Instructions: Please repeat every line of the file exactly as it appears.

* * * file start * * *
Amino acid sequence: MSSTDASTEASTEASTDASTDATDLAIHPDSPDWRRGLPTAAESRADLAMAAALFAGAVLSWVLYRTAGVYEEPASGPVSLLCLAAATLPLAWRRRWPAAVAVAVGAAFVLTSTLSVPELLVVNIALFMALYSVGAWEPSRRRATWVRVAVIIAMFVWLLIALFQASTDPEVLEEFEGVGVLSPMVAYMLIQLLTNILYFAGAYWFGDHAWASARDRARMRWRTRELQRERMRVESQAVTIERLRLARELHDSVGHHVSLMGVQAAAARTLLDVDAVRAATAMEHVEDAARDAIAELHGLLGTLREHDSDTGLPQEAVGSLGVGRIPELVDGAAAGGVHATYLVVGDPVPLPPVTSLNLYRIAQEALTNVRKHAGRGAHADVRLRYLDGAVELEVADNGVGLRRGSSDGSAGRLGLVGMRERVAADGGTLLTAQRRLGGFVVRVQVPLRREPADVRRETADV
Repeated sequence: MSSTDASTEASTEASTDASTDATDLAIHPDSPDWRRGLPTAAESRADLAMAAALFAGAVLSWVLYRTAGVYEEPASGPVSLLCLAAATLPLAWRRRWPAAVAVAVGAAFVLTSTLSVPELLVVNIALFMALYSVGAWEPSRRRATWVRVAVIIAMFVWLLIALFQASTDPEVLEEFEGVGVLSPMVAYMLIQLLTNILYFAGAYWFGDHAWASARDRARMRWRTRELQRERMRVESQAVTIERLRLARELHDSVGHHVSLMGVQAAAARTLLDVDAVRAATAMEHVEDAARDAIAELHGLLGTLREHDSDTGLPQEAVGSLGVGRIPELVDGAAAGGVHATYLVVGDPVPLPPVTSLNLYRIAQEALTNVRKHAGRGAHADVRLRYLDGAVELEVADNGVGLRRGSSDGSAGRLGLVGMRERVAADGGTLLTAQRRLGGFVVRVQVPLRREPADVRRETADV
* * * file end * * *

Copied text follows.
Amino acid sequence: MSSTDASTEASTEASTDASTDATDLAIHPDSPDWRRGLPTAAESRADLAMAAALFAGAVLSWVLYRTAGVYEEPASGPVSLLCLAAATLPLAWRRRWPAAVAVAVGAAFVLTSTLSVPELLVVNIALFMALYSVGAWEPSRRRATWVRVAVIIAMFVWLLIALFQASTDPEVLEEFEGVGVLSPMVAYMLIQLLTNILYFAGAYWFGDHAWASARDRARMRWRTRELQRERMRVESQAVTIERLRLARELHDSVGHHVSLMGVQAAAARTLLDVDAVRAATAMEHVEDAARDAIAELHGLLGTLREHDSDTGLPQEAVGSLGVGRIPELVDGAAAGGVHATYLVVGDPVPLPPVTSLNLYRIAQEALTNVRKHAGRGAHADVRLRYLDGAVELEVADNGVGLRRGSSDGSAGRLGLVGMRERVAADGGTLLTAQRRLGGFVVRVQVPLRREPADVRRETADV
Repeated sequence: MSSTDASTEASTEASTDASTDATDLAIHPDSPDWRRGLPTAAESRADLAMAAALFAGAVLSWVLYRTAGVYEEPASGPVSLLCLAAATLPLAWRRRWPAAVAVAVGAAFVLTSTLSVPELLVVNIALFMALYSVGAWEPSRRRATWVRVAVIIAMFVWLLIALFQASTDPEVLEEFEGVGVLSPMVAYMLIQLLTNILYFAGAYWFGDHAWASARDRARMRWRTRELQRERMRVESQAVTIERLRLARELHDSVGHHVSLMGVQAAAARTLLDVDAVRAATAMEHVEDAARDAIAELHGLLGTLREHDSDTGLPQEAVGSLGVGRIPELVDGAAAGGVHATYLVVGDPVPLPPVTSLNLYRIAQEALTNVRKHAGRGAHADVRLRYLDGAVELEVADNGVGLRRGSSDGSAGRLGLVGMRERVAADGGTLLTAQRRLGGFVVRVQVPLRREPADVRRETADV